... but it takes SIMD to the extreme: you REALLY have to think about your algorithm designs in a different light.

using the c++ template array classes really helps out there, as does making extensive use of python's functional programming operatives such as map and filter.


2 Jan 2003 (updated 2 Jan 2003 at 14:35 UTC) »

storms blow up around provocative articles. sometimes this is good - if handled carefully.

i had a quite lengthy and, for me, very informative, discussion with one of the people who responded quite vocally to the articles i wrote.

very interesting to see another article about open source - the title at least shows that i have made people think.

and for those people who are already willing to learn, well they don't need to read my articles, do they :)

and for those people who aren't willing to learn: if i made them shout out loud, stop or think, then that's more than i hoped for.

regarding the other article itself: chaos (evolution style) by numbers achieves more and is more self-protective than any other system. debian works in spite of its mailing lists...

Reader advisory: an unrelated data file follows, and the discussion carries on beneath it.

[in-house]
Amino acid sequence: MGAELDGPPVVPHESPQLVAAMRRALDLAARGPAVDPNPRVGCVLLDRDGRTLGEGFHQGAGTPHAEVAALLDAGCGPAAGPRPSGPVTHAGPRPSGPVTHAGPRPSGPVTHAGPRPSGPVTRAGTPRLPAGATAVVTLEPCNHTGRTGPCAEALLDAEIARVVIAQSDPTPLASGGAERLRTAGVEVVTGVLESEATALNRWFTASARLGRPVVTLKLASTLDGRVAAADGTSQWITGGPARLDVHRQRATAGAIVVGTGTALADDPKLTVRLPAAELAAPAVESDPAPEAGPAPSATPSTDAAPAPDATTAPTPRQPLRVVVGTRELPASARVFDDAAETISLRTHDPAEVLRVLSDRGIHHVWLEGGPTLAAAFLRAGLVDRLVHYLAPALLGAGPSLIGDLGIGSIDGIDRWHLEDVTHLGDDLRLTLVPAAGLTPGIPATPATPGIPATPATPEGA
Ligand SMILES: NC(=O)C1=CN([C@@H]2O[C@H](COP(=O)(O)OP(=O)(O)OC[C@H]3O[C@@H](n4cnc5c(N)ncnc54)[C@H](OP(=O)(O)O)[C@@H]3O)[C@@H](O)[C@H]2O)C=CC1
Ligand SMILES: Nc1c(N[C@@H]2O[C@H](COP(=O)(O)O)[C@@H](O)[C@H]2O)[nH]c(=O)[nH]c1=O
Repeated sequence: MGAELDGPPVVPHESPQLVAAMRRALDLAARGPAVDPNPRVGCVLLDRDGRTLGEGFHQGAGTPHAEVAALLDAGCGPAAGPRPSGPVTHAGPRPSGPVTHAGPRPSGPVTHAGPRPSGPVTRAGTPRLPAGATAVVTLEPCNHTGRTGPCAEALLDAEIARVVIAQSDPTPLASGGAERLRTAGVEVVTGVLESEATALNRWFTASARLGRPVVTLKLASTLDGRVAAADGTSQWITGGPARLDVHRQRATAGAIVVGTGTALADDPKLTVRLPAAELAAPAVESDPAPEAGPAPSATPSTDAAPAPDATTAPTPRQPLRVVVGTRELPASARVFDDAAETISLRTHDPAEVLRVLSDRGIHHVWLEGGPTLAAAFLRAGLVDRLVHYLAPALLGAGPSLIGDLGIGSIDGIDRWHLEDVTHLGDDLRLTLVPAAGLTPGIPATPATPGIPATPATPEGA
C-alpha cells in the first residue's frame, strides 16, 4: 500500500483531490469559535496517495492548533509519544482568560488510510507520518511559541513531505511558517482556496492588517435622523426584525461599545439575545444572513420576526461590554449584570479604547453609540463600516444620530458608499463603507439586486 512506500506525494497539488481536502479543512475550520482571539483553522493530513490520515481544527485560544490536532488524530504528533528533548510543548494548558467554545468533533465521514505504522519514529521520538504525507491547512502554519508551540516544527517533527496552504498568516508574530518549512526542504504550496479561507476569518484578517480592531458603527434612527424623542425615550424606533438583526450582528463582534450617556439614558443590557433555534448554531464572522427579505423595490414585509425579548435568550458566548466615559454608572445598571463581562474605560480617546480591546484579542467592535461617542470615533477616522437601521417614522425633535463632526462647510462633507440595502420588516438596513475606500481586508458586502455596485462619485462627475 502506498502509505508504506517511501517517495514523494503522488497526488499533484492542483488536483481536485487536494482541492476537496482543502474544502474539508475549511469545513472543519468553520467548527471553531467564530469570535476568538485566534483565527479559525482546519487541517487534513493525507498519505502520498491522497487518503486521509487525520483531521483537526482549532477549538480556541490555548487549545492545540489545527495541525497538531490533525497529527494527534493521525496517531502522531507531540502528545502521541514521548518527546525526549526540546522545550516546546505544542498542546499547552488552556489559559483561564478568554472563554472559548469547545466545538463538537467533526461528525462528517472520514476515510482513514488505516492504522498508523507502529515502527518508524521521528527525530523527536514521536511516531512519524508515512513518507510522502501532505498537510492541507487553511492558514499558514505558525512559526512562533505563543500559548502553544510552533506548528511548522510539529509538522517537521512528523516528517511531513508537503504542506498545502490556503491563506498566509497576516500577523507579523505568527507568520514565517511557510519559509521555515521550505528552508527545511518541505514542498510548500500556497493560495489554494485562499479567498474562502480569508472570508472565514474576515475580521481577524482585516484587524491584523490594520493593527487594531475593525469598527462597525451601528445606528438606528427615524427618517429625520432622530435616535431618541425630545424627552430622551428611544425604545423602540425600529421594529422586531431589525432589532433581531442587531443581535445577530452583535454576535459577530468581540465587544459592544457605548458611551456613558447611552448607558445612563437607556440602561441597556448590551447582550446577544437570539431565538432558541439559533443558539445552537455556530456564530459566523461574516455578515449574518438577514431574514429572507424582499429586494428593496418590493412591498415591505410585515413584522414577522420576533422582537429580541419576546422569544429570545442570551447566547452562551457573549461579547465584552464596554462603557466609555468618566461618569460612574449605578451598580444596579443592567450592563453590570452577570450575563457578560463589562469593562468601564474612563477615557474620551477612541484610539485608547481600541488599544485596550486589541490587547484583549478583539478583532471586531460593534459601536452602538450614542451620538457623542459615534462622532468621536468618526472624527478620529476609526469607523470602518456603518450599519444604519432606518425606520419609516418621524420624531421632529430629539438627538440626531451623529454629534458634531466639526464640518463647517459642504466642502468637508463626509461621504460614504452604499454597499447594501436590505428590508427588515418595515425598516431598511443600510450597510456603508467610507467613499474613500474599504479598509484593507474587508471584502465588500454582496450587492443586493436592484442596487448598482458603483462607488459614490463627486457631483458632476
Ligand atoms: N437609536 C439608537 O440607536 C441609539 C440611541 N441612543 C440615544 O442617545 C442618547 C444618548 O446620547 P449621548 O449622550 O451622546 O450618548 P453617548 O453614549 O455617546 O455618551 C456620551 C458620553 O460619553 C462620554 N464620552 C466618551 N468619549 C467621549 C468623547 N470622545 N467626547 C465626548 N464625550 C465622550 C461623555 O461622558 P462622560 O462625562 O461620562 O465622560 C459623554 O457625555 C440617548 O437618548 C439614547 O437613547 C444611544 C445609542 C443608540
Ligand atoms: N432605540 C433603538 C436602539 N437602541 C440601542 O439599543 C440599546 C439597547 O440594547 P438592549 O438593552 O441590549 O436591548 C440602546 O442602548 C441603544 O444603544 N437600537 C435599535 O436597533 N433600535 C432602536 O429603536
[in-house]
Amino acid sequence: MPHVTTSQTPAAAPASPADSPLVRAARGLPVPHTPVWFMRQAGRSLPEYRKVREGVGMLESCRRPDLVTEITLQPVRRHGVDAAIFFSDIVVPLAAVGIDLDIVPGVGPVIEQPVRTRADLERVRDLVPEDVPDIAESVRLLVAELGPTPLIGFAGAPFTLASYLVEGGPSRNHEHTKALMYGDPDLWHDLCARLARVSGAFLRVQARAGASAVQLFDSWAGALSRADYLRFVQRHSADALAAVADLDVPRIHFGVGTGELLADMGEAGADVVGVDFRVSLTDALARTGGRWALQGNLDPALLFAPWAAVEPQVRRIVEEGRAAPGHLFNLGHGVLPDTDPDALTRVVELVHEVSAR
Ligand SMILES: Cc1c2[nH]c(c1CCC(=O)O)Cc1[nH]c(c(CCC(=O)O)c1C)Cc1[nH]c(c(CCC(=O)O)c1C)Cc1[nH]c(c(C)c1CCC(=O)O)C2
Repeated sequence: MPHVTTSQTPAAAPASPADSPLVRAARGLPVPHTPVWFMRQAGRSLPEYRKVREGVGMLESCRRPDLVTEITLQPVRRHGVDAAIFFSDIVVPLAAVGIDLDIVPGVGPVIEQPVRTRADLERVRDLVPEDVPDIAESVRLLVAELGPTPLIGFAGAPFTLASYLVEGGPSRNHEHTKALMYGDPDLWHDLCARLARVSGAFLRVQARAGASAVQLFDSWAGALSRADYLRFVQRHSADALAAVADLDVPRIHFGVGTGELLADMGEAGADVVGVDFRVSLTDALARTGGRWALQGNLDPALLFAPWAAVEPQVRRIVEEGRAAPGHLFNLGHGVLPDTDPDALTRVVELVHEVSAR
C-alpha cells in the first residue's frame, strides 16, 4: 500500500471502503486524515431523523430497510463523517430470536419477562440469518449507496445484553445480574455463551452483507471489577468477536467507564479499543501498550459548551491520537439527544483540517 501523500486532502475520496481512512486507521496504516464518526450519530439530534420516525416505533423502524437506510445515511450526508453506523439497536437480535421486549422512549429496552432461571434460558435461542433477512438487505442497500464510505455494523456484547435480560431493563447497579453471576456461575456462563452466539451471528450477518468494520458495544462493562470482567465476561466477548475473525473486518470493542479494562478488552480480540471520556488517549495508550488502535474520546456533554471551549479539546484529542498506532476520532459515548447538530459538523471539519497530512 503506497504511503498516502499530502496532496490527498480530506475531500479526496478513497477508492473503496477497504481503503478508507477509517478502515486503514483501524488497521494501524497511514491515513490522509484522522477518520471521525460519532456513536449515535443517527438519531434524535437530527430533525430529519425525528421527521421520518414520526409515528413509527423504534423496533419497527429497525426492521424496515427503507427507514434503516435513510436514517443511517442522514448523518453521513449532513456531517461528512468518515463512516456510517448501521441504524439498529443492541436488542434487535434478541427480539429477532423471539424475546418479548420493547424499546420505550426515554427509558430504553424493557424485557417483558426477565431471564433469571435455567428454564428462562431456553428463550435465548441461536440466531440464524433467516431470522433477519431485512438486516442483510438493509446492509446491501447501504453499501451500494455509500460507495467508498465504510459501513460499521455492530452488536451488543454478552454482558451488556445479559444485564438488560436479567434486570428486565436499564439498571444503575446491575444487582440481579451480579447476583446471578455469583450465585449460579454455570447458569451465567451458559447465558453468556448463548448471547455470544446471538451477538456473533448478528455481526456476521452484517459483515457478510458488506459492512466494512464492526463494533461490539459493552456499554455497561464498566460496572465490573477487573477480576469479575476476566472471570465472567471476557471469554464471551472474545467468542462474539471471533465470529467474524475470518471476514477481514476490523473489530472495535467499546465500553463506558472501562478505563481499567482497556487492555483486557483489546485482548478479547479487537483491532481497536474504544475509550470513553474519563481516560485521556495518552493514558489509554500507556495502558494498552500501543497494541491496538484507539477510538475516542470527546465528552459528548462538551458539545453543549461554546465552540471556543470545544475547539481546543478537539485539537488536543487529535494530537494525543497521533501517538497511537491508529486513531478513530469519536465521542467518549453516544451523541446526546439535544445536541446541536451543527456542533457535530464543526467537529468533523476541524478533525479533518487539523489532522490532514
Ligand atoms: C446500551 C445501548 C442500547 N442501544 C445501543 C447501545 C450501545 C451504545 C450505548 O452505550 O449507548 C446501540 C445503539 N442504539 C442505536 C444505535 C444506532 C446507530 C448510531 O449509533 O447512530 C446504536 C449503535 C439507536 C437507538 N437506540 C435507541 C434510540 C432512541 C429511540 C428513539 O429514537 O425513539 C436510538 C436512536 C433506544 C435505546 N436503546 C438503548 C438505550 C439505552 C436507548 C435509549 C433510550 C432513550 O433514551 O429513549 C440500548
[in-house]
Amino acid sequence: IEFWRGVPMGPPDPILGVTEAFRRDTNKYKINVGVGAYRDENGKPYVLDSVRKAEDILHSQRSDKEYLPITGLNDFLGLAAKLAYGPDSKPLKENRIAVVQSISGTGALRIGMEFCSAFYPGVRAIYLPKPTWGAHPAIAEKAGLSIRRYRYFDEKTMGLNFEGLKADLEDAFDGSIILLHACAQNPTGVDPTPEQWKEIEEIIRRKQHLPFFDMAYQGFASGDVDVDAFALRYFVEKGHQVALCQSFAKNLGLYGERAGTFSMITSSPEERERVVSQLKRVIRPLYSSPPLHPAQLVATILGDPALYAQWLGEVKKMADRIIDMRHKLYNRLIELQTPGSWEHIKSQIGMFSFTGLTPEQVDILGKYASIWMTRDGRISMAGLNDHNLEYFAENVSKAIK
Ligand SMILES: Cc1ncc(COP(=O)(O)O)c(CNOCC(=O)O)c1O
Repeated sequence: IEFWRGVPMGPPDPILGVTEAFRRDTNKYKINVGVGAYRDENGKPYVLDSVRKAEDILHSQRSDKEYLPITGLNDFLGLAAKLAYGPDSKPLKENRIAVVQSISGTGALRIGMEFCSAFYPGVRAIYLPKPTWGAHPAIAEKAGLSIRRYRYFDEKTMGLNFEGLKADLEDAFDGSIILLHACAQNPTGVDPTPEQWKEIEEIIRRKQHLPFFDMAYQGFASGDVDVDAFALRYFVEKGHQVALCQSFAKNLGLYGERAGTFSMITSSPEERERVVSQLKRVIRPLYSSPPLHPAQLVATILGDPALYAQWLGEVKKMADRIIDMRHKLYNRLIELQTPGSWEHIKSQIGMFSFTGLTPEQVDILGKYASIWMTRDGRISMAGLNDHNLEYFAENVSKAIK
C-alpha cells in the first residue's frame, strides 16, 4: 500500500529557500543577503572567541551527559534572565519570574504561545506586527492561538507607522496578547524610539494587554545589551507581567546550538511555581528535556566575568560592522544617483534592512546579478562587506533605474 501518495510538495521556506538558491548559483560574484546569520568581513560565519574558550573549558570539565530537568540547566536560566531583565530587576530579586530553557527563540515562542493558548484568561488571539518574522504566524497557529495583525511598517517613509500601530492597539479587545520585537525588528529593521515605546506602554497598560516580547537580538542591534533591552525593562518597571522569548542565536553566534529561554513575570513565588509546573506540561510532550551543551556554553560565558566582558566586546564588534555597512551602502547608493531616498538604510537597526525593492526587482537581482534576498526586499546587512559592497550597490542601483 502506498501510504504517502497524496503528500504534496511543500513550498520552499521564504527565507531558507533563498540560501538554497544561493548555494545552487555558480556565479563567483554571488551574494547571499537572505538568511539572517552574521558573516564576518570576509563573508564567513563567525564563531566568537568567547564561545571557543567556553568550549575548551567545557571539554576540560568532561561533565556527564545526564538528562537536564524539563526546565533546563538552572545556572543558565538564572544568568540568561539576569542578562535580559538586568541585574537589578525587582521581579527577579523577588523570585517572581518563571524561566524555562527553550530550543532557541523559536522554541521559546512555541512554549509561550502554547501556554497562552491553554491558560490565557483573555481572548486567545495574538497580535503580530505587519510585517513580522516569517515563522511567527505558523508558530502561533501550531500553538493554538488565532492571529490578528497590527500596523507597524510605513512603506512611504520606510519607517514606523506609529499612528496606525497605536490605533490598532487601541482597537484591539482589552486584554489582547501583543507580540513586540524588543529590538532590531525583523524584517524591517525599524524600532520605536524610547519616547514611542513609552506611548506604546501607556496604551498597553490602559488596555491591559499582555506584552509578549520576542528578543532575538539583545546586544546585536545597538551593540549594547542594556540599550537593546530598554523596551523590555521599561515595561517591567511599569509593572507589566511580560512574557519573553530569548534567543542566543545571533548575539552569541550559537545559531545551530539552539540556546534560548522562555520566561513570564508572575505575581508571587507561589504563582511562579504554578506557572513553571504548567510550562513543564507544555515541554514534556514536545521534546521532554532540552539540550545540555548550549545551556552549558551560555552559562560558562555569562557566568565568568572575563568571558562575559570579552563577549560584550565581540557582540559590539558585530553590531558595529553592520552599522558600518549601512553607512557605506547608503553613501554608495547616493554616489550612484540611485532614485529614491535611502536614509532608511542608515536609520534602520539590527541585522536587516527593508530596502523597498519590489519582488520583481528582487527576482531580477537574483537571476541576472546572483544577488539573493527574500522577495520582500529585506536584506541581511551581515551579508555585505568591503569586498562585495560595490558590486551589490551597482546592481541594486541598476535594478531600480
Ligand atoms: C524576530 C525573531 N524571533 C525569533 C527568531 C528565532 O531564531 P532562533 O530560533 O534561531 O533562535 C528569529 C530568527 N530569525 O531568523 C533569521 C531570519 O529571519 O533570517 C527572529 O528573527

Thief of Time

Interesting to note that even Terry Pratchett realises that there are people out there who think that calm and stability are always a good thing...

Custom. decided finally, after six months, to release this as an open source project. reason: am looking for a user-base and contractors and employees.

a quick search on sourceforge shows ZERO python-based e-commerce web systems (with any code). there is gnucash, but it's perl. there's compiere, which is java etc. there are plenty of php systems, and php totally sucks.

python is more than up to the job: my guess is that it's just catch 22.

well, here goes nothing.

yeubou, it's true! have you read "moving mars" or the ender's game series? sometimes i'm a bit like charles, in "moving mars", after he gets overloaded by the QL thinker, especially after two to three weeks of extreme concentration on one topic.

i definitely don't have the hypothetical anton's key thing described in ender's shadow (thank god). ... yes, if you've read the book that _was_ a hidden joke :)

i sometimes wonder if there was ever any significant brain-damage when i was born, because, hell, i just can't seem to focus on things that i don't consider to be important enough, and it drives people UP the wall.

[hey, btw, can you tell what new big words i learned last week?]